by Henry Homeyer
CORNISH FLAT, N.H. – By now your rhododendrons, lilacs and other spring bloomers have bloomed and are ready to prune. By pruning now, you will not damage buds that will form later this summer and bloom next spring. This is also a good time to prune evergreens like pines and hemlocks if you are trying to control their size.
Let’s start with rhododendrons and azaleas, as many gardeners seem to put off pruning them until they are blocking the view out the windows. If you just want to keep your rhododendrons the same size this year as they were last year, pruning it easy: you just look at the color of the stems, and cut off the new growth which is bright green. Older growth is tan or brown.
Make your cuts just into the green growth. By doing so you are leaving a growing point for new growth next spring. Most rhododendrons blossom on old wood, which is to say growth that occurred the year before.
But what if you want to seriously reduce the size of your azalea or rhododendron? You can make your cuts farther down the stems. Make cuts just above a fork or place where branches grow in two or more directions. You will be cutting away the growth of two, or even three years growth. There are dormant buds on those bare stems, and they will start new growth. The farther down the stem you cut, the longer it will take for growth to begin.
Most rhododendrons keep their leaves all year, but many azaleas drop their leaves and grow all new leaves each year. The old leaves of evergreen species will be a darker color than new leaves, making it easy to see new growth. By the time you read this, depending on your climate, some evergreen rhododendrons will have sent out new shoots after the flowers bloomed. In the middle of a cluster of light green leaves you may see a small very pointed bud. That is next year’s flower.
If you want to shape or reduce the size of your shrub and see new leaves and flower buds, you must make a decision: which is more important? Next year’s show of flowers, or getting your shrub under control? I say (as the Red Queen said in Alice and Wonderland), “Off with its head!” Since pruning is so easily put off for another year, just do it now, even if it means sacrificing some blossoms. There should always be more blossom buds that will appear later this summer.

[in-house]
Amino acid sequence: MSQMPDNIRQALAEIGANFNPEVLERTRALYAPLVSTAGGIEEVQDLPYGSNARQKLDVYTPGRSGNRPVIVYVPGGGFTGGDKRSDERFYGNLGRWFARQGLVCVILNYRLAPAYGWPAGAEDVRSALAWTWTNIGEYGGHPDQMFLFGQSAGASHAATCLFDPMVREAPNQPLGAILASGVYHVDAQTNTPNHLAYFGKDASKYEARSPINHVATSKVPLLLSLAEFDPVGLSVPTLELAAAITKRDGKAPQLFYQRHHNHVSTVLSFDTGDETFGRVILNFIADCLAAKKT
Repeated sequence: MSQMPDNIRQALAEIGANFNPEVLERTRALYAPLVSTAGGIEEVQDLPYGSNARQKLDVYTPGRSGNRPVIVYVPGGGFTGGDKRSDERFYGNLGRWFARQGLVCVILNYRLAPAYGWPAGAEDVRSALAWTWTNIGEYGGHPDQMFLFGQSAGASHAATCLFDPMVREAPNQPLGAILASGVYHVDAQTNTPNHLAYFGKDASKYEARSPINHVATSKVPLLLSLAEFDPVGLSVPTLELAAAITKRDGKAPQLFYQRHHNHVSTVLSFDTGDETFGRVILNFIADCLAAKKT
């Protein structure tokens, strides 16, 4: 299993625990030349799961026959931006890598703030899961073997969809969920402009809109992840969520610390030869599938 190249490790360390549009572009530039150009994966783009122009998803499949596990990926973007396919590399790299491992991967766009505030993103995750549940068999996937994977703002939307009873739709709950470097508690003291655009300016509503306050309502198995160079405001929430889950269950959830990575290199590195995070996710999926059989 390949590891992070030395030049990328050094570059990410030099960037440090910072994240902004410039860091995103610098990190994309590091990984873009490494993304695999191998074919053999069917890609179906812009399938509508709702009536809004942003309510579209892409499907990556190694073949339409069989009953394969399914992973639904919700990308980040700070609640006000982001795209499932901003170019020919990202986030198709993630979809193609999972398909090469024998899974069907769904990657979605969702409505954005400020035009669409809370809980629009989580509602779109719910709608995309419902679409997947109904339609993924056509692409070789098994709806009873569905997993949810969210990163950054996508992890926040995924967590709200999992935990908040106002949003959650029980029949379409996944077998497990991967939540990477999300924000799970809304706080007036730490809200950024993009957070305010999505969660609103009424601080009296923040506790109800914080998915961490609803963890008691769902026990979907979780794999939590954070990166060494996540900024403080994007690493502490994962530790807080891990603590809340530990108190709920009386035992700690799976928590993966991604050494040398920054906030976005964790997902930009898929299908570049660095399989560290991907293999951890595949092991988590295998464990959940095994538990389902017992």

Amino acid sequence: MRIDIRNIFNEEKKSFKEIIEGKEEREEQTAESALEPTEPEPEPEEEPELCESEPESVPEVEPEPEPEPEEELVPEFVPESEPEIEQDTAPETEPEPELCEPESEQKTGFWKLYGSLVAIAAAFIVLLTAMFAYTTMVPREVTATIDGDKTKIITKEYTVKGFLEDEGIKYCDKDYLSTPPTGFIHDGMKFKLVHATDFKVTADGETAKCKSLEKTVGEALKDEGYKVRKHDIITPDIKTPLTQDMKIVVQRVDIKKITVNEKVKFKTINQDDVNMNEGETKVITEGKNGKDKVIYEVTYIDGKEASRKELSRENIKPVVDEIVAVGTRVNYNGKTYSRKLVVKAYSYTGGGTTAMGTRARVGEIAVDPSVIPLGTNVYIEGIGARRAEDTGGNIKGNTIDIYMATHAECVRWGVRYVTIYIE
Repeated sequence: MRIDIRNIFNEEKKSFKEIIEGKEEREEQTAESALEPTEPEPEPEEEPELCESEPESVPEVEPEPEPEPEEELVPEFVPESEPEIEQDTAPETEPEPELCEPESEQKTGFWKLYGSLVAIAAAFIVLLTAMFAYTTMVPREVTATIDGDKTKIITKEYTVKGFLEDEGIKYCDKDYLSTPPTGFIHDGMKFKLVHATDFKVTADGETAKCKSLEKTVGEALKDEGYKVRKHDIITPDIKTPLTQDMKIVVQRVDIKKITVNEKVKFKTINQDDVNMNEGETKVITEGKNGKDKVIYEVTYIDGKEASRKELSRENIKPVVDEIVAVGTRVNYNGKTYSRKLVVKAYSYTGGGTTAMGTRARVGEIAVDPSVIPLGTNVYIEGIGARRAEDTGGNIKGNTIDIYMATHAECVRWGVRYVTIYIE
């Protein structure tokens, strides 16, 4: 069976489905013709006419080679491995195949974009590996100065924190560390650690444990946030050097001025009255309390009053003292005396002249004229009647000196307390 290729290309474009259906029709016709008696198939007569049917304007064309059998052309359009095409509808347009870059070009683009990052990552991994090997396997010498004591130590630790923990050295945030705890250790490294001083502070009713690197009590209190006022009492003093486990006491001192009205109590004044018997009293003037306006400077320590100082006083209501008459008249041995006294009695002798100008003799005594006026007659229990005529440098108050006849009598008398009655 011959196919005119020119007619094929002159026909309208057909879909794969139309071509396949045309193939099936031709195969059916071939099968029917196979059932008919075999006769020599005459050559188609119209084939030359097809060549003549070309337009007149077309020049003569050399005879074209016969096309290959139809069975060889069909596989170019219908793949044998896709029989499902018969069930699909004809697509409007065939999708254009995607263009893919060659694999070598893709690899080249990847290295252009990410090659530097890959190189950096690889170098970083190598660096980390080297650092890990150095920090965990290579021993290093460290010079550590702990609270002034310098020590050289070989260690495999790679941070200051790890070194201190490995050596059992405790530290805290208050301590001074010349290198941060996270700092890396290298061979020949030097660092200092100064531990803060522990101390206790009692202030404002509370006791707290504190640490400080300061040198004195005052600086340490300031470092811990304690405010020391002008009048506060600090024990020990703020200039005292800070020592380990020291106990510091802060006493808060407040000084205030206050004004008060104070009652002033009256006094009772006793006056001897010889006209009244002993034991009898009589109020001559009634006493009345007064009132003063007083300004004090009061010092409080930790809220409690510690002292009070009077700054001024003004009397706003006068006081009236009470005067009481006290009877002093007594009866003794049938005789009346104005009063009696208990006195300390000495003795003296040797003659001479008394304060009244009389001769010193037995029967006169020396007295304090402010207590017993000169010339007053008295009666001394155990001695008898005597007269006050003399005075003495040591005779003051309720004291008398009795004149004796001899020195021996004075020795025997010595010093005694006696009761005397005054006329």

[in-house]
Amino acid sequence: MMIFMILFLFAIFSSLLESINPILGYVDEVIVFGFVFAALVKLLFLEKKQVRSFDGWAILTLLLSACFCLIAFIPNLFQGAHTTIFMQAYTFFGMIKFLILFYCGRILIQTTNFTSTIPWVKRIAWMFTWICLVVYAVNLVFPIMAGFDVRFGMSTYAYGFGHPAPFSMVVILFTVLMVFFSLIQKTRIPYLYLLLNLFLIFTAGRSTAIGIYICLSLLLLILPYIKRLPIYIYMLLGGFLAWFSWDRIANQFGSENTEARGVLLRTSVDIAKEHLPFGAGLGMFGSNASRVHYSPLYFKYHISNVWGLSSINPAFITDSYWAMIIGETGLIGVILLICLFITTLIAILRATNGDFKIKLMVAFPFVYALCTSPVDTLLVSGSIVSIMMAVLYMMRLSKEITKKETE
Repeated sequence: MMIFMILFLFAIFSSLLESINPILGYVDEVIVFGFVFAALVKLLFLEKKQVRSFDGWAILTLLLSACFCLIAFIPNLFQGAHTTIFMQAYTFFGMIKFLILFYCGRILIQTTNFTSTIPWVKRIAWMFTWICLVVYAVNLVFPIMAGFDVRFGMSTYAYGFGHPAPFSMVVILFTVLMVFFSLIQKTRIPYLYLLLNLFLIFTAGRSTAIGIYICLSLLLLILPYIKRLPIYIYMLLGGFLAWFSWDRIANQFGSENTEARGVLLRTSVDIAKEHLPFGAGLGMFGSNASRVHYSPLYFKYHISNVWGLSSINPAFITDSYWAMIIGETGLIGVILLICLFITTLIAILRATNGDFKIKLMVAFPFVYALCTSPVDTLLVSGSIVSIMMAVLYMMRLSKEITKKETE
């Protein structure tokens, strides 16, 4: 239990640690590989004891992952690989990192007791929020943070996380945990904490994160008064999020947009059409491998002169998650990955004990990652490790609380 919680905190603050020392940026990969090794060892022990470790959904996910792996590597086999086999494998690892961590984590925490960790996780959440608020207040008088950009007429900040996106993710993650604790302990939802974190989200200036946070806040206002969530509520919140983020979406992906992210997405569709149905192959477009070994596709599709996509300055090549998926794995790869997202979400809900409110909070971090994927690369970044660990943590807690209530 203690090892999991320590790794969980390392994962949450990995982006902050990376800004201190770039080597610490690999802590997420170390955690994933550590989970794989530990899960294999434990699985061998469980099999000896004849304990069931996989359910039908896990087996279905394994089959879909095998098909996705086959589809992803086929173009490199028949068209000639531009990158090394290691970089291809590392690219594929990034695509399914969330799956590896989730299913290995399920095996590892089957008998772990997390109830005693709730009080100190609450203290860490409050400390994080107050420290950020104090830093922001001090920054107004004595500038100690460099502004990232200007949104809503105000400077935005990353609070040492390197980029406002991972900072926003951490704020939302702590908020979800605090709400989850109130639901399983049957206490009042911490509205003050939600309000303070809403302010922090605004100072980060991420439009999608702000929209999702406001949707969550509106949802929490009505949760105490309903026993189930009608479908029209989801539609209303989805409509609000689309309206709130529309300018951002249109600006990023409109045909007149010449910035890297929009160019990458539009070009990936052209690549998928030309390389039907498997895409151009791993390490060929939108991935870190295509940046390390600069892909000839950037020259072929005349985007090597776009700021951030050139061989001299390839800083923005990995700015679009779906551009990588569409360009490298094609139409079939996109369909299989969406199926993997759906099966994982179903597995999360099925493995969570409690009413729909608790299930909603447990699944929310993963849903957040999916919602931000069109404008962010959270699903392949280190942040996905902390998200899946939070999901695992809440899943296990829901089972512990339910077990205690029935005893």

Lilacs should ideally be pruned two to three weeks after blooming, but can be done now, too. Buds are developed over the summer at the tips of branches to bloom next spring.
If your lilacs are not blooming as well now as they have in the past, it may be because the soil pH has gotten acidic from acid rain, or from pine needles. You can collect a soil sample and send it off to your state Extension Service for testing, but if only want to know the pH, you can buy a simple test kit at your local garden center or hardware store.
Lilacs perform best with a soil that is near neutral (pH 7.0), or slightly higher and more alkaline. The soil test or pH kit will tell you how many pounds of lime to add per hundred square feet, but that is difficult to translate into action. So often I just wing it: I add lime around the base of a lilac and out three or four feet all around. I measure it out in a one-quart yogurt container. One quart for small lilacs, two for big ones. Not precise, but it helps. Do that now: lime takes time to change the pH.
If you have a pine, hemlock or spruce in your yard or up against your house, you would probably prefer it to stay the same size, or at least not to tower over the house. It’s easy to do: just prune off the new growth every year. Look at the tips of the branches now. You will see that this year’s growth is a slightly different color than the rest of the branch. Just snip that off. Do it right away, this is the time to do it.
British gardeners, and hence, many American gardeners, love boxwoods. They love hedges and portly, round balls. Some even create rabbits and other silly sculpture called topiary. If you have boxwoods, they need a light haircut every year in June or July. Never prune them after August, because pruning stimulates new growth and it will be tender and turn brown and ugly in winter.
Prune your boxwoods with a good pair of hedge shears. Mine are about 24 inches long, with nine-inch-long blades. Don’t use old rusty ones, buy a good pair such as those made by Fiskars or Barnell. Most Fiskars tools are good quality and sold at a reasonable price. I don’t recommend electric hedge shears because they can ruin a shrub in the time it takes you to sneeze. I like light-weight shears for big jobs.
When pruning boxwoods, just take a little off with each snip. You can work quickly, but just take a little at a time so you can get the exact shape you want and don’t create holes with a big cut.
Pruning can be fun. You can create a lovely piece of art if you take your time and step back to look at it as you go along. And if you goof, and create an “oops”, well, it will all grow back. So go for it!